As reported by the Payson Roundup, Payson School Board President Rory Huff was quoted as saying at a school board meeting, “Not everybody goes to college. I don’t want us to gear our whole program to college because only 20 percent are going.” Evidently his statement was in response to a presentation on students not being able to take “vocational” courses under the implemented six period day at Payson High School.
If accurate, this should be shocking news for the community.
Payson High School would be well below national norms. The good news is that Mr. Huff’s statement is not true. Per PHS guidance statistics, close to 20 percent of PHS graduates receive scholarships for advanced schooling. Approximately 25 percent of PHS graduates attend a four-year university and around 40 percent of the remaining graduates attend community college or attend technical schools for advanced training. If one includes the number of students that join the armed forces and receive career and technical training the percentage receiving advanced schooling is over 70 percent.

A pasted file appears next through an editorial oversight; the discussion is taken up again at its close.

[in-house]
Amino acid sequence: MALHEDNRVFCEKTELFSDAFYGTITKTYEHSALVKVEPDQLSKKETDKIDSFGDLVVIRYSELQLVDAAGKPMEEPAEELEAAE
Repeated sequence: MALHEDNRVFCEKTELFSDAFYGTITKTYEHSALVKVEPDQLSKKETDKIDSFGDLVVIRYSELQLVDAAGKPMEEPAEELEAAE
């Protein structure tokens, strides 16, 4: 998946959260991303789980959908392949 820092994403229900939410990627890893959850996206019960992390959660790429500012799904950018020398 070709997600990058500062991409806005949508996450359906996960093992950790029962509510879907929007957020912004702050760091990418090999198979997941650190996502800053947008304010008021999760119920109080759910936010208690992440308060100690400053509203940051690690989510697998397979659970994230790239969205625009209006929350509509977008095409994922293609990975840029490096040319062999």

If Mr. Huff had any knowledge about career and technical education (CTE) at the high school level, he would know that the Arizona model calls for training at the high school level and advanced training at community colleges or other institutions. It is often referred to as the 4 + 2 model. The stated mission of the CTE programs at the state level is: Prepare Arizona students for work-force success and continuous learning. The key is continuous learning, which typically requires advanced training. Either Mr. Huff is uniformed about current education issues or creating phony statistics in an attempt to embarrass the previous administration. Based on Mr. Huff’s comment one can conclude that at least 20 percent of the PUSD Board is out of touch with current school reality.